RINCON, Ga. (WSAV) — It’s a story WSAV has been following since January — allegations of racism at Effingham County Schools. On Thursday, one parent told us her daughter was the latest target.
“Unfortunately, we are still dealing with racism in our school district,” said Tauretta McCray.
It began as a normal Thursday morning for Tauretta and her 11th-grade daughter. The mother of three dropped her daughter off at Effingham College and Career Academy. An hour later, she got a call that infuriated her.
McCray said someone drew a swastika on her daughter’s class project.
“I was angry, I was hurt,” she said.
McCray said one administrator questioned her daughter and treated her as if she had planted the swastika herself. That shook the 11th grader up so much, McCray had to pick her up from school early.
“It saddens me that African-American kids have to, we have to build up our children’s self-worth almost every day to make them feel important, to make them feel safe, to be out here and go to the schools,” McCray said. “That hurts as a mother.”
WSAV called and emailed the district early Friday morning to get answers. We have yet to hear back from them.
McCray was told an investigation was underway and they would get back to her. She said this is part of a pattern she said the school district needs more teachers of color and a more diverse school board.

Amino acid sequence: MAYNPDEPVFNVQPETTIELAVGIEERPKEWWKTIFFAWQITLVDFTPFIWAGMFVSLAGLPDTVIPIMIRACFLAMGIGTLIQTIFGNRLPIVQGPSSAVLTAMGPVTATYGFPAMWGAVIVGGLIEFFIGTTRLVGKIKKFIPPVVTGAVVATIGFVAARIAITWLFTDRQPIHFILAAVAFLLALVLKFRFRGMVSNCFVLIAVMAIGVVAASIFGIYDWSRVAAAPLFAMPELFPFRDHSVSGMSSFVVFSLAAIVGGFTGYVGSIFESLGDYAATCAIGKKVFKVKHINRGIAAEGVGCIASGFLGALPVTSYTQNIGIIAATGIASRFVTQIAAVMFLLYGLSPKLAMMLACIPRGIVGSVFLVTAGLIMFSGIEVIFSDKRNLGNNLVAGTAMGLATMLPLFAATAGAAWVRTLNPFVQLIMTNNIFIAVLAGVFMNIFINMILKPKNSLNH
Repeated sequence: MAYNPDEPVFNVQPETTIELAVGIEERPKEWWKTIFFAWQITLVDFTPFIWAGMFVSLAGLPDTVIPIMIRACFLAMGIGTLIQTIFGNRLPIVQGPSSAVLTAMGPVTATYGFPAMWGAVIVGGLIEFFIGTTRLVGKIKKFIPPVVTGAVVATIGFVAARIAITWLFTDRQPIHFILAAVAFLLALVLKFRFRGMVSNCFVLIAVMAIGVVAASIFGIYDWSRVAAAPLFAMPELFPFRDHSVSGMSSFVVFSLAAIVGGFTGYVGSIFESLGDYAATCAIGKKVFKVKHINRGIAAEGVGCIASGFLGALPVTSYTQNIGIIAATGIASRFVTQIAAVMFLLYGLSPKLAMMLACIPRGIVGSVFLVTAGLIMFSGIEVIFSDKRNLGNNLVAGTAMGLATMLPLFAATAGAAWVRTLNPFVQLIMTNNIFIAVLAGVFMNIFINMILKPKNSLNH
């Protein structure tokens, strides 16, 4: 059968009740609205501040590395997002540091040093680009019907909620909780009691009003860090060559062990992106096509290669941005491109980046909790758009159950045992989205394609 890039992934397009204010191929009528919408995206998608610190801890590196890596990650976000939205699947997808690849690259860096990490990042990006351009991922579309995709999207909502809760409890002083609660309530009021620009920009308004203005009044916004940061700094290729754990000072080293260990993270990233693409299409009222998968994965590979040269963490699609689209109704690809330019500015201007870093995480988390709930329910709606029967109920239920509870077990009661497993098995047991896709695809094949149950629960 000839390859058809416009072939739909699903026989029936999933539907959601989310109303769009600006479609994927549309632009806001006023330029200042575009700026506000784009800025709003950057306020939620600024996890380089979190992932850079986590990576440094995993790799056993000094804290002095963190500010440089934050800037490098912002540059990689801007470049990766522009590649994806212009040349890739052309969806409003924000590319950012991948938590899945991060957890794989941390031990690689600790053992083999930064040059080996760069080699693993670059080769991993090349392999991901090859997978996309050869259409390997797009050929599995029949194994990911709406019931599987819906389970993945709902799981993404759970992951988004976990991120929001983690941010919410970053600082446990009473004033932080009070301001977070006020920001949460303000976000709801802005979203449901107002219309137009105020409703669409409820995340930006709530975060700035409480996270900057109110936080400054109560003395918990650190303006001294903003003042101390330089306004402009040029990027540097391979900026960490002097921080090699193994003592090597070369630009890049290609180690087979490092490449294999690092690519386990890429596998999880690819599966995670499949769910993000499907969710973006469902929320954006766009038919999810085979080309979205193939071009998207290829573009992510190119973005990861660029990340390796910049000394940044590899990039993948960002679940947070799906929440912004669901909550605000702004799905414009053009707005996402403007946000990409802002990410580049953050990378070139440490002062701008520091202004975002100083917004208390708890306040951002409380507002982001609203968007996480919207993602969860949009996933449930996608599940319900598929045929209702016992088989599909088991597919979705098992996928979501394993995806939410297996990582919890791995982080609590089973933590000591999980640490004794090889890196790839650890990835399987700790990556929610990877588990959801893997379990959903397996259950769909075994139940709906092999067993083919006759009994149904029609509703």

“Children should feel safe. They’re there eight hours a day. We’re basically giving you our children eight hours of day, out of the day for them to feel unsafe, to be treated disrespectfully,” McCray said. “Those things need to stop.”
Earlier this year, WSAV told you about a lawsuit several Black students and parents filed against the district. They say they’ve experienced, “Deliberate indifference to acts of racial animosity” toward Black students while they were attending the schools.
“No one understands what a parent goes through when you have to watch your child go from this happy, bright child to now a depressed child who’s trying to push through and just get through school,” McCray said. “Shouldn’t be like that. High school shouldn’t be like that.”